Or, like I mentioned above, a fixed mindset is like that broken down train, dead on the tracks.
Students with a fixed mindset can’t see what’s possible because they’re self-limiting. Because of this, they shut down, think in black and white terms about education and their abilities.
Bad news bears
Teaching Growth Mindset in High School
In high school, there isn’t a frequent, built-in opportunity to teach growth mindset to students.
Sadly, by the time I see students, they have fortified their fixed mindset walls. Lack of a growth mindset combines with any number of other contributing factors and may manifest itself in indifference, school refusal, insubordination, etc.
It’s really important. Like super duper mega important that we give students frequent opportunities to see more than one story about themselves and about learning.
I’ve found obvious growth mindset vs. fixed mindset activities to be minimally effective. To change mindset, it requires consistent time and attention.
Yup, you guessed it. Teaching mindset has to be a part of the curriculum. Not an “extra” add-on, but a part of what we’re already doing.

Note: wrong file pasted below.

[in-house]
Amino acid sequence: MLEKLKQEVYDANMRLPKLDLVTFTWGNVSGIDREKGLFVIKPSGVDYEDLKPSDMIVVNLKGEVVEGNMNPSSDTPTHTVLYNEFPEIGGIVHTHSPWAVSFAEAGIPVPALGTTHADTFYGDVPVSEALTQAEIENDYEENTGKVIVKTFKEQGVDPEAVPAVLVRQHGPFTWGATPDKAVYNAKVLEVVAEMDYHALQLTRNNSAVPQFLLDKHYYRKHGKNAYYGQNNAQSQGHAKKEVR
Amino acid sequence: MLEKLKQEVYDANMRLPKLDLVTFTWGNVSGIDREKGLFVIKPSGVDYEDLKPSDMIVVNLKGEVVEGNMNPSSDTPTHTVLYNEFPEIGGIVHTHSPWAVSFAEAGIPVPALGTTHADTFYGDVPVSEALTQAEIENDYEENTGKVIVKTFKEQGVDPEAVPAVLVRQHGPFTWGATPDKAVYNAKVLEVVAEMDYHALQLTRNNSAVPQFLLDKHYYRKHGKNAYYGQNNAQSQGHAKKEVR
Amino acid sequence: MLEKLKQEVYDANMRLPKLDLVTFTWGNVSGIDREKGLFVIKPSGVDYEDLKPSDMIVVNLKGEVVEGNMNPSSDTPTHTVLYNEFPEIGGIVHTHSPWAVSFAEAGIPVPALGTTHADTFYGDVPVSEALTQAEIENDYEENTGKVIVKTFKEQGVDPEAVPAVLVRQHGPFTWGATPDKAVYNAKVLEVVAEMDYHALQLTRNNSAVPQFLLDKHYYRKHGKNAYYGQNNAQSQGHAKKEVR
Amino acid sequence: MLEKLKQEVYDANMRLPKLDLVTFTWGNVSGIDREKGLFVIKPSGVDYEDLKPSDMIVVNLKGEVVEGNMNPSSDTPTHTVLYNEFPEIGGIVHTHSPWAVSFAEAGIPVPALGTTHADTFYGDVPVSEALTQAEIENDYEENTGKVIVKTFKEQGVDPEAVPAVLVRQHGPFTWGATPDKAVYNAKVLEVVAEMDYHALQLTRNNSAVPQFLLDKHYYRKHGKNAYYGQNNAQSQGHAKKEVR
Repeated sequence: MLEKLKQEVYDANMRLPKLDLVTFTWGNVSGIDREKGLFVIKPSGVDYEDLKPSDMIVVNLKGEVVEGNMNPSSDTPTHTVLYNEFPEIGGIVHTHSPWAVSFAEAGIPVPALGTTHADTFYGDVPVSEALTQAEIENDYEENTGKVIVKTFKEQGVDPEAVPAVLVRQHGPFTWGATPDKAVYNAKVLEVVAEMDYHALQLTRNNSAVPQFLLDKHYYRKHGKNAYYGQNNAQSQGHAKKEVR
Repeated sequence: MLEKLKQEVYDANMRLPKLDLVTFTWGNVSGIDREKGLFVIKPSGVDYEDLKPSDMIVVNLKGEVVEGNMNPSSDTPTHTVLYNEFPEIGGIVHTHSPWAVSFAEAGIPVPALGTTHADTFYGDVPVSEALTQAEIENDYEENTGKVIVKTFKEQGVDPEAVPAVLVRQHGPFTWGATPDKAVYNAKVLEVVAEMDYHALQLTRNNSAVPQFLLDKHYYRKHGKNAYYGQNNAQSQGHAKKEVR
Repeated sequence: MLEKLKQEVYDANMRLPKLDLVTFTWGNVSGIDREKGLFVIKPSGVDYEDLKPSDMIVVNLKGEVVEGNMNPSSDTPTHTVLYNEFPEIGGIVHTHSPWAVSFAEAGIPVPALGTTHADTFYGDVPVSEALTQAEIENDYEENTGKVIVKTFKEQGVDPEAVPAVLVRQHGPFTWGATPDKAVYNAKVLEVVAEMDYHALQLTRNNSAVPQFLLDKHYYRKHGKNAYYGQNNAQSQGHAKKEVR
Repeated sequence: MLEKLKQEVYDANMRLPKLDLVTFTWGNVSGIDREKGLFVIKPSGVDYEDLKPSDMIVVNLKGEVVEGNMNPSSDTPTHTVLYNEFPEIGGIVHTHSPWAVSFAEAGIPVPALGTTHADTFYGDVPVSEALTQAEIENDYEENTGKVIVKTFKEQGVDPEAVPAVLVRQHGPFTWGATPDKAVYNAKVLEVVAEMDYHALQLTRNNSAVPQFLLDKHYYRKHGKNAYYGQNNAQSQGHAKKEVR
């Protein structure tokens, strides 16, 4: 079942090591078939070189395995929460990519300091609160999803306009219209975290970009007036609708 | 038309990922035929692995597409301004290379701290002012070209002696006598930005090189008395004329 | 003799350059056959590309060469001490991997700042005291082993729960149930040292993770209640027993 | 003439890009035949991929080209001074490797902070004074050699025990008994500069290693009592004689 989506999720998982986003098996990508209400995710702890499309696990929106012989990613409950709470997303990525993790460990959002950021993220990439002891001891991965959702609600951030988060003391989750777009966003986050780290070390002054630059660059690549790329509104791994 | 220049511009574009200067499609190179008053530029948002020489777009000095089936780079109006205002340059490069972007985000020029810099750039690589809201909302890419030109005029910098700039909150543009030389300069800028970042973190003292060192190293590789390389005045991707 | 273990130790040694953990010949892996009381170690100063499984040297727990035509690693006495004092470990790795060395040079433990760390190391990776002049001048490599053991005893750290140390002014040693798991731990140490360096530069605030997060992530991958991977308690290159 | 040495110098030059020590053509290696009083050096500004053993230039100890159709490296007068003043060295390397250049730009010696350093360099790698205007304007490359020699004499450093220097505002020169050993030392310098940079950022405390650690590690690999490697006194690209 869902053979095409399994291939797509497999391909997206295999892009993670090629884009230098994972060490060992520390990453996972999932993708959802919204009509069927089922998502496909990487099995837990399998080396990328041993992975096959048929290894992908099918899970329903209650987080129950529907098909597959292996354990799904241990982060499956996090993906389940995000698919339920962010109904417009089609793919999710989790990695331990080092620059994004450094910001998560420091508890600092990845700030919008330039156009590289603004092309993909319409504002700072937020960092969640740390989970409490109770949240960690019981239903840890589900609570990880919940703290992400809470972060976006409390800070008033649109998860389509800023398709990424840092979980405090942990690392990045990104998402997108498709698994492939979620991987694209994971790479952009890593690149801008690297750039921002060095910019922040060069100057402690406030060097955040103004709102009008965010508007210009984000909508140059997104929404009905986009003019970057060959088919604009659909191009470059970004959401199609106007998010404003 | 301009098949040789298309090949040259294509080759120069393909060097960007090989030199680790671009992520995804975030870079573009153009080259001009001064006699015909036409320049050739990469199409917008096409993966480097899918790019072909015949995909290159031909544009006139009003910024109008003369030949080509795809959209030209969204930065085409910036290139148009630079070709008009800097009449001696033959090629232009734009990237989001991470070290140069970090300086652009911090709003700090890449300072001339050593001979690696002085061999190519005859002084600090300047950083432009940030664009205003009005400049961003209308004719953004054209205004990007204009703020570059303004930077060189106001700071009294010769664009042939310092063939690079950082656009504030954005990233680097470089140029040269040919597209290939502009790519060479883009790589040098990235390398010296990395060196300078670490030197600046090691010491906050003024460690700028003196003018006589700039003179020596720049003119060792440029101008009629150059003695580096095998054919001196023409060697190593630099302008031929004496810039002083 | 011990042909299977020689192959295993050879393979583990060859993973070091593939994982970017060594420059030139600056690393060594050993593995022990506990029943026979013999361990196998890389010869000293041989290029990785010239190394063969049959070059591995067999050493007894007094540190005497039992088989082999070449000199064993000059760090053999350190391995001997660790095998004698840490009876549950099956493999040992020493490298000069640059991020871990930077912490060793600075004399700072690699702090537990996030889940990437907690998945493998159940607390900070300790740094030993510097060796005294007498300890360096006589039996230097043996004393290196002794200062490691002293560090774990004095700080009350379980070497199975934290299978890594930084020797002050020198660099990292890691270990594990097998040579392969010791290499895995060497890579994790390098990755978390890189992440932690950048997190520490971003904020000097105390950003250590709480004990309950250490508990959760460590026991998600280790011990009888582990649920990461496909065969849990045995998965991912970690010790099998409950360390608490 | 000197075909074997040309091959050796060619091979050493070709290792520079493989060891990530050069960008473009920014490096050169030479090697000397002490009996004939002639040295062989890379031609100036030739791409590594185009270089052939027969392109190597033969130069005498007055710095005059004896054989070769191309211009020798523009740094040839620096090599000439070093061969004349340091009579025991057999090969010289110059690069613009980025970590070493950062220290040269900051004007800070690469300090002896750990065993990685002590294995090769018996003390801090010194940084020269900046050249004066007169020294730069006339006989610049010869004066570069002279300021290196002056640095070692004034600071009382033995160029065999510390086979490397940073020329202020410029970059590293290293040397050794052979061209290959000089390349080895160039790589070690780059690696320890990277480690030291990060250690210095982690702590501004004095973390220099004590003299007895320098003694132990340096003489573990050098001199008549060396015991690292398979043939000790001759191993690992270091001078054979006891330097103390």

Growth Mindset vs. Fixed Mindset Activities
I think of growth mindset activities as a daily vitamin. Here are some ways that I blend them into my existing classroom routine and English curriculum (like a sneaky little gummy vitamin):
➡️ Celebration of “Good Things”
Each week, we take time to celebrate the small and big things. Teaching students to recognize and appreciate the good builds a foundation for celebrating the good in each other and recognizing it in themselves.
From nugget day in the cafeteria to birthday celebrations to doing homework every day for a week, students grow more comfortable sharing their good things with each other.
Then, we level up with “Good Things: Classmates’ Edition” and “Good Things: Movie Edition,” so on and so forth.
➡️ Positive Emails Home
This one’s pretty self-explanatory. Try to catch students doing well. Send an email home. Rinse and repeat. Why stop there? I’ve sent positive emails to coaches and club advisors. Sometimes that means just as much (or more) than an email to mom or dad. Think of this as gas for the mindset engine.
Plus, you may receive happy mail like this that reaffirm your growth mindset efforts are working (though the initial email just gave a shout-out about something said or done in class):